Sorry for the delay. I'm at Citi Field for Nationals-Mets. Looks like the weather should be playable.
Anyway, last August, we railed against the Mets for trading Billy Wagner to the Red Sox for, essentially, nothing besides salary relief.
Carter's one-night heroics don't negat the argument that the Mets should've held onto Wagner last season, offered him arbitration and - upon his rejection and signing with the Braves - planned to use those two delicious, compensatory draft picks wisely. The Red Sox will pick 20th and 36th as a reward for employing Wagner for about five weeks last year.
Yet as much as we tend to portray matters as "right and wrong," it's really more a matter of "better and worse." Even worse, in this instance, can turn out all right if...
1) Carter gives the Mets the sort of sustained run we discussed yesterday.
I'm not saying he has to bat 1.000. That's unlikely. Yet if he can be an offensive force off the bench, and occasionally give Jeff Francoeur or Jason Bay a breather against a righty starter, that would help the Mets. I am curious to see, in person, how bad his defense is. Although they can always substitute for him late in games they are leading.
2) The Mets make Carter relevant - there's no use celebrating over a good bench player on a mediocre team - by being active during the trading season.
There's still time for virtually any team to turn its season around, but it sure is looking like the Mariners won't have any reason to keep Cliff Lee past July 31. Lee would be costly in prospects - the Mets and other interested suitors would essentially have to top the two draft picks that Seattle would get next year for keeping Lee, offering him arbitration and seeing him sign elsewhere (the Yankees?) - but not in money, as he's making an ultra-reasonable $8 million.
3) The Mets use the roughly $2.75 million they saved in trading Wagner - $1.75 million in salary plus a $1 million buyout for his 2010 team option - directly for their 2010 draft. While they don't have those compensatory picks, they do draft seventh overall, giving them an opportunity to add a very impactful player to their system.
The last time the Mets allowed Omar Minaya to draft for talent, rather than signability, Minaya came up with Mike Pelfrey in 2005. This is Minaya's strength. Let him use it, even if Bud Selig gets miffed about another team paying over slot.
In other news...
--Great story by Katie Strang, as Mets COO Jeff Wilpon says he has spoken with the Islanders about building them an arena in Queens. It sounds like the Wilpons would be open to even owning the Islander someday.
--Good column by Jim Baumbach on David Wright. I agree with Jim that, while Mets fans' concern over Wright's streakiness is understandable, his struggles have been overstated.
--The Yankees were rained out last night, resulting in a doubleheader today, and Joe Girardi whined about it.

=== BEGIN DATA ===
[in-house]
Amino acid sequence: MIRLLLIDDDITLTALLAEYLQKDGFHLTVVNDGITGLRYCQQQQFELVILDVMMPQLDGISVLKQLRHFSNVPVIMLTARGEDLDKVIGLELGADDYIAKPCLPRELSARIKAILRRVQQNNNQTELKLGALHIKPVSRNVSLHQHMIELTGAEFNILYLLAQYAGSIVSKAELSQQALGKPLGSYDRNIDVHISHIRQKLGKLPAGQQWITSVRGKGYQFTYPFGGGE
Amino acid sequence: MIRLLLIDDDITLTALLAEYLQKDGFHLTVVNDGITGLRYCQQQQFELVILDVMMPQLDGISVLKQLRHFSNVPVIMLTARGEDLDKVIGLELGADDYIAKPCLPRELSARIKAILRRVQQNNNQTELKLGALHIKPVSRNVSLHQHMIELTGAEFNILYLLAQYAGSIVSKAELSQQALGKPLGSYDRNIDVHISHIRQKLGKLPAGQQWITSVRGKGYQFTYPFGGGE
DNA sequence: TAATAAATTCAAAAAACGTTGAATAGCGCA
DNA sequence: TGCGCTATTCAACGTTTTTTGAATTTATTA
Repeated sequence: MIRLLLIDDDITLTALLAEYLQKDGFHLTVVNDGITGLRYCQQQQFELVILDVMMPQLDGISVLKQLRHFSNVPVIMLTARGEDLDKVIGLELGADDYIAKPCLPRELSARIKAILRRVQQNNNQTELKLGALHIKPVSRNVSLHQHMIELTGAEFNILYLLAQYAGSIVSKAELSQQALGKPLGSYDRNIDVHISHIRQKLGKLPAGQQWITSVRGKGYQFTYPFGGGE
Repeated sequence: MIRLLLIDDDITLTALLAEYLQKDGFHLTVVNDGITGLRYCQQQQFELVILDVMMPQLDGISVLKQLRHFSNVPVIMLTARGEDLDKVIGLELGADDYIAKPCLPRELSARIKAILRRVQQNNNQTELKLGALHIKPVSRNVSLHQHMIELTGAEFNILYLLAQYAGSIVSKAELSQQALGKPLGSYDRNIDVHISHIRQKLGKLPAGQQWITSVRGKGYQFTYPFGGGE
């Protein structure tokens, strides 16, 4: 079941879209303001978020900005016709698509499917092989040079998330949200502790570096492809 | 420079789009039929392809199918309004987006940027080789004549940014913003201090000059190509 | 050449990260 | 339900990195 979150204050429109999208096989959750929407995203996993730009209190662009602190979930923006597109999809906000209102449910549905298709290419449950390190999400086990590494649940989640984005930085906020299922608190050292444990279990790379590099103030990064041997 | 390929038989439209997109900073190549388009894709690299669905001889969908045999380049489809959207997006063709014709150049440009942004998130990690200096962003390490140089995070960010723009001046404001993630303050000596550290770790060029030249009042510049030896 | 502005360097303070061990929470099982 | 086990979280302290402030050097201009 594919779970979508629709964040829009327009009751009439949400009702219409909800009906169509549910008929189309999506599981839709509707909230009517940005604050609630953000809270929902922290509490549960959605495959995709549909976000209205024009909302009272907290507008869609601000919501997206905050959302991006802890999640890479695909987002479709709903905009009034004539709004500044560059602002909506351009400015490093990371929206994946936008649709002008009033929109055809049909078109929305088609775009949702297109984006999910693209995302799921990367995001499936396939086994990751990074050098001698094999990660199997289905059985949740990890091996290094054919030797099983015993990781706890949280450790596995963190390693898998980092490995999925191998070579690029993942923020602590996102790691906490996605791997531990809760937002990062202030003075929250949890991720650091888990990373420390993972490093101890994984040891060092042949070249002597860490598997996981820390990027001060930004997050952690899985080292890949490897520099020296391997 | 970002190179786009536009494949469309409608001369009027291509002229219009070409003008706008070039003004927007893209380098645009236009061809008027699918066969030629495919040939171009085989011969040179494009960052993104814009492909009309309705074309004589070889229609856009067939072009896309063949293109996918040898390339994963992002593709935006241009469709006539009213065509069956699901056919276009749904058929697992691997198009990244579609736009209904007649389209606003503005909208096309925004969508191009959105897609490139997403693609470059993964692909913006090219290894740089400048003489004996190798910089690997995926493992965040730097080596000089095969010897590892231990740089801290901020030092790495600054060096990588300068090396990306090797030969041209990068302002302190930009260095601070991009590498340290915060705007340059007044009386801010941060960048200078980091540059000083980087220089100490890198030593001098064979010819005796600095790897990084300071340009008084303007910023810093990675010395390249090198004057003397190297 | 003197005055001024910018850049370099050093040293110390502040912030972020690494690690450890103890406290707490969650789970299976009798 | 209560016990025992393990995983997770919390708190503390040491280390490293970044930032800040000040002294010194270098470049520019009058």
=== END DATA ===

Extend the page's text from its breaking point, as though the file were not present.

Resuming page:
--Alex Rodriguez got one direct shout-out and one indirect shout-out in Dallas Braden's Top 10 list. At this point, the "feud" is entering a surreal phase. You just have to laugh. But it will of course be fascinating if Braden pitches against the Yankees during that July 5-7 series in July.
--Swinging back over to the Mets, tangentially, Jeff Francoeur expressed his frustration over MLB moving the June 25-27 Phillies-Blue Jays series from Toronto to Philadelphia, because of the G-20 summit taking place in Toronto at the same time.
I understand the Mets being upset, but this was just a product of bad luck. The summit wasn't announced until December, by which point the baseball schedule had already been released. This differed from last year's situation in Pittsburgh (referenced by Lizzy Nielsen in her blog post) because the conference in Toronto is much closer geographically to Rogers Centre than last year's proceedings were to the Pirates' PNC Park.
A neutral site? It was discussed. But the reality is, once the Blue Jays realized they couldn't host the games - hugely disappointing for them, given the potential return of Roy Halladay - they didn't care very much about where the games were held. If you pick a third site, then you're talking about huge logistical issues, involving the travel of two teams. If you pick Citizens Bank Park, then it's just one team travelling.
With the Blue Jays recopuing their lost revenues, that's pretty much the whole tale. Did MLB consider the complaints of the Mets and the Phillies' other competitors? Not seriously, from what I gather. Should they have? I don't know if such complaints would outweigh the benefits of holding the series in Philly, however.
--Did you see that Jason Varitek not only helped the Red Sox win two World Series, but also helped the Patriots win three Super Bowls? Funny story.
--I'll check in after the game.
UPDATE, 6:05 p.m.: An odd, disappointing game for the Mets and their fans. Francisco Rodriguez has OK mainstream stats (2.04 ERA after today), but a deeper look raises questions. Prior to today, his xFIP was a considerably worse 4.41.
Most of the post-game clubhouse chatter concerned the story about the Phillies stealing signs. Pretty funny stuff.
Out in Detroit, meanwhile, Javier Vazquez pitched his best game of the season, but the Yankees lost.
See you tomorrow.